And to the member who complained that the current board is a bunch of lesbian activists? My husband of forty years laughed so hard at that one he had to sit down. While I am not a lesbian, I am very much an activist for LGBTQ+ folks. And for other marginalized groups. Social Justice Warrior isn’t an epithet; it’s a badge of honour.

My RWA membership is due in February every year, and I just renewed for one more year. I belong to two online chapters, Contemporary Romance and FF&P (Fantasy, Futuristic, & Paranormal). Both are considering disaffiliation, and I want to vote in those decisions. I want to keep those connections. And I want to vote in the upcoming interim RWA elections and whatever decisions are made after that.

As CaRWA’s current President explained, those who choose to stay in CaRWA must now step up and run it. If there are not sufficient volunteers by March 30, the current board will be forced to start the process of dissolution.

It is my fiduciary duty, and my intent, to leave this chapter in as good shape as I can. I am writing up expanded task lists for all of the work I’ve been doing as a volunteer. All lists are being posted into the chapter board file library in myRWA. I will remain a volunteer for the chapter until either the entire board and set of essential volunteers are replaced, or the current board works through dissolution.

I wish you luck in your individual careers. I do not think RWA will survive, although I am more hopeful than I was a week ago. I don’t know if CaRWA will, or in what form, but I will not be a part of it.

About Win

Win Day is a multi-published, award-winning author who loves to read and write about strong men and savvy women. Her first novel, On a Whim, won the RWA Contemporary Chapter’s Stiletto contest in two categories: Best Contemporary Short and Best First Book. Treasure in the Library is her second published novel. Visit her writing website at www.windaywrites.com or her web development company at www.creativeimplementations.com.

Currently there are "6 comments" on this Article:

  1. Marilyne Shaw says:

    Thank you for your e-mail. I have no knowledge of the workings of the organisations referred to but am shocked and angry that such attitudes survive today. I admire your decision and hope some good may come from it. Yes everyone is entitled to their opinion but such bigotry and prejudice has no place in modern societies. I wish you well in the future. I have read both On A Whim and Treasure In The Library both of which I loved.Looking forward to future stories from you.

    • Win says:

      Thanks, Marilyne, both for your kind words about my books and for your support. At the end of the day, it was an easy decision, but it does make me sad.

  2. I’m glad you are standing up for what you believe in. No matter what your personal beliefs are, every person deserves respect. It’s one of the reasons I left RWA when they disrespected a gentleman who wrote LGBTQ love stories. I didn’t make a fuss about it but did resign with a simple note that I can’t belong to a group who doesn’t accept all people including those who write for a group they don’t agree with along with the prejudice I was getting for self-publishing at the time. As an organization, they lost my respect back then and I have no intention of ever joining them again.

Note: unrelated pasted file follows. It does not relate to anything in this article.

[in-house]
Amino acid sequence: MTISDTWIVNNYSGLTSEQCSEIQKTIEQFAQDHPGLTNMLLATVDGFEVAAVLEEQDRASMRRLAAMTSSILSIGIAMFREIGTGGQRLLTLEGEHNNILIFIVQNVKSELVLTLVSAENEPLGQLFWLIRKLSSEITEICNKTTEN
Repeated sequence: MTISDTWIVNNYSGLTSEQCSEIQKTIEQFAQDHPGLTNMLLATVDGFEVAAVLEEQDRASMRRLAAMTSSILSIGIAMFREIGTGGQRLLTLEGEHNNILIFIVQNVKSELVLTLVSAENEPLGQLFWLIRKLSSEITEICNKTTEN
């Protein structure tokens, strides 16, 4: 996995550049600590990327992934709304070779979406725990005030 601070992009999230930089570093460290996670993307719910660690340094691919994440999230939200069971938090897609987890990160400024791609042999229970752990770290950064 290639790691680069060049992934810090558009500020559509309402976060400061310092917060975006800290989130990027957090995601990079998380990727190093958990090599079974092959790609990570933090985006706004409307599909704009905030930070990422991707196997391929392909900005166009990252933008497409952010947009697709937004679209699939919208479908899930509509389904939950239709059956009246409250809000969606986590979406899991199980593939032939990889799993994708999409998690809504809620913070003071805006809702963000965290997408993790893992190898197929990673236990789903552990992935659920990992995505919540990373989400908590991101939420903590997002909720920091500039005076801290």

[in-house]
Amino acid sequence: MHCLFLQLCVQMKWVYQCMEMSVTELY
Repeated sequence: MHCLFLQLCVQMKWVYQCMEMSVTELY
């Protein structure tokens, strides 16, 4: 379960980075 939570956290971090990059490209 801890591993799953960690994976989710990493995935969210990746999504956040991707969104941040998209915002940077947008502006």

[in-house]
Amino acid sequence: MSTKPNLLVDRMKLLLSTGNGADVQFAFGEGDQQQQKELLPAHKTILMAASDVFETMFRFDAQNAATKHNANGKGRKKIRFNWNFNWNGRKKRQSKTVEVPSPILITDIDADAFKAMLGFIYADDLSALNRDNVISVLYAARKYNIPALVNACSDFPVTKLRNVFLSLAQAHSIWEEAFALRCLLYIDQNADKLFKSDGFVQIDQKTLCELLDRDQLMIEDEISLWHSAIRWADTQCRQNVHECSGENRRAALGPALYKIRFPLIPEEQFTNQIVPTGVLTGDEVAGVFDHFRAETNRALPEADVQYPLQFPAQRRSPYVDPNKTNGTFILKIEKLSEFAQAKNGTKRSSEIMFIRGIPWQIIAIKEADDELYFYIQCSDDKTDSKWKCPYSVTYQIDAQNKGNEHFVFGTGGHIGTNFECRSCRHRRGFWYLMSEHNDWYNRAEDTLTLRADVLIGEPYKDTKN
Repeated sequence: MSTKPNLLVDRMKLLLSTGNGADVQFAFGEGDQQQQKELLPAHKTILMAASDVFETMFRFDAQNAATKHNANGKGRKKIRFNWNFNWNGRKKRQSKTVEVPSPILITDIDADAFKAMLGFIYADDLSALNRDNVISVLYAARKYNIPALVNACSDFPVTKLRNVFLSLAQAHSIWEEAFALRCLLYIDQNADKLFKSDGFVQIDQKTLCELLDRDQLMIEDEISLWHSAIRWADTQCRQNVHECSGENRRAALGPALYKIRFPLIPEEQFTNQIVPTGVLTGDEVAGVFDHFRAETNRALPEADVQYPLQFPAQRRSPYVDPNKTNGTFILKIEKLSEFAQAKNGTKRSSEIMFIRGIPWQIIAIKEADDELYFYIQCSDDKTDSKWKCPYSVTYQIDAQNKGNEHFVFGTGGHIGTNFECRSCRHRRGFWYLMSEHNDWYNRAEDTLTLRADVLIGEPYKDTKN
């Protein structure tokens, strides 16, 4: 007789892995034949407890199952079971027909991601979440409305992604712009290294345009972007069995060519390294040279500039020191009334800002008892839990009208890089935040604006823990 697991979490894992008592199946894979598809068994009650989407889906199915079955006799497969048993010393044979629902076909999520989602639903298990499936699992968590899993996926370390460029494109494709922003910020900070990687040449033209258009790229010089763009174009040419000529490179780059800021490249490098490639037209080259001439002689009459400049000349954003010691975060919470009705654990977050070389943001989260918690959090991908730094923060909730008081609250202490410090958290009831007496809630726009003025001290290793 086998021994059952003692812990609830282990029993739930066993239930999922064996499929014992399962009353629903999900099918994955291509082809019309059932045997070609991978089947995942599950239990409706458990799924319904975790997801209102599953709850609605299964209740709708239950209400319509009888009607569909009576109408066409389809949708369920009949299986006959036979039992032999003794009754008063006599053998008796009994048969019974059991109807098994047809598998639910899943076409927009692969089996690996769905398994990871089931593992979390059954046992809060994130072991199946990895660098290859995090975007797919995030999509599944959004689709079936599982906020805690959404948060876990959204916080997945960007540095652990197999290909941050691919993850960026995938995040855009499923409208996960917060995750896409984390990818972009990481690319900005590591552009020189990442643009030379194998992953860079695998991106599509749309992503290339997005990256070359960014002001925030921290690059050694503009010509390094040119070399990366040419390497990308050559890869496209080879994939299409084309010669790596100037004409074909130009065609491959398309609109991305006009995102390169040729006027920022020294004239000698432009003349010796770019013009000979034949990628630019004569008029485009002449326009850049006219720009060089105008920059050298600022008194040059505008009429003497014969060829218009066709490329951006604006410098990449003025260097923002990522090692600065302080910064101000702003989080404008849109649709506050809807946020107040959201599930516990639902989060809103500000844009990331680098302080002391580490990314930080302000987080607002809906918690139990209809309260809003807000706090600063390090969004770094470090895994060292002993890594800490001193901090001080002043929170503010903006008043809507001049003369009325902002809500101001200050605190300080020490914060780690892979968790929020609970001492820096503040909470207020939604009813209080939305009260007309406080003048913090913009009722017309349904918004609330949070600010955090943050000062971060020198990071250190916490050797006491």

• Win says:

      Since the mess came to light in late December, I have waffled back and forth over whether RWA is salvageable, or even worth saving. Some days I have more hope than others. But my local chapter is not, and I am not willing to expend more time and effort trying to drag them to supporting diversity and inclusion.

  3. Charles Edmonds says:

    Thank you for your e-mail Win and thank you for having the courage to step back and say “Enough”.

    As much as I like to think that the world is getting better and more accepting of diversity, there are days like today when I realize that we still have a LONG way to go.

    I often find myself quoting Bertrand Russell where he said that if we want a better world we need to stop teaching our children to hate and stop teaching them to be afraid.

    Sadly such a dark part of humanity as you are having to deal with right now exists because some ignorant, close minded parent raised their own children with the same beliefs as their parents forced on them at a tender age.

    The only hope for humanity is that more people like yourself refuse to endorse and accept this ignorant behavior. Then maybe in time these old ‘isms will die out and the world can move on.

    We have so much potential as a species if we can only lay aside these beliefs that some of us are less than others because of the color of our skin or whom we choose to love.

    Your decision to take a stand is but one voice among the masses, but it is a light in the darkness and we all thank you for it.

    • Win says:

      Thank you, Charles.

      I’m still in the fight at the level of the parent organization. But the local chapter is a lost cause. It will be interesting to see if enough of the Nice White Ladies stop clutching their pearls long enough to step up into board roles. If they don’t, the chapter dissolves.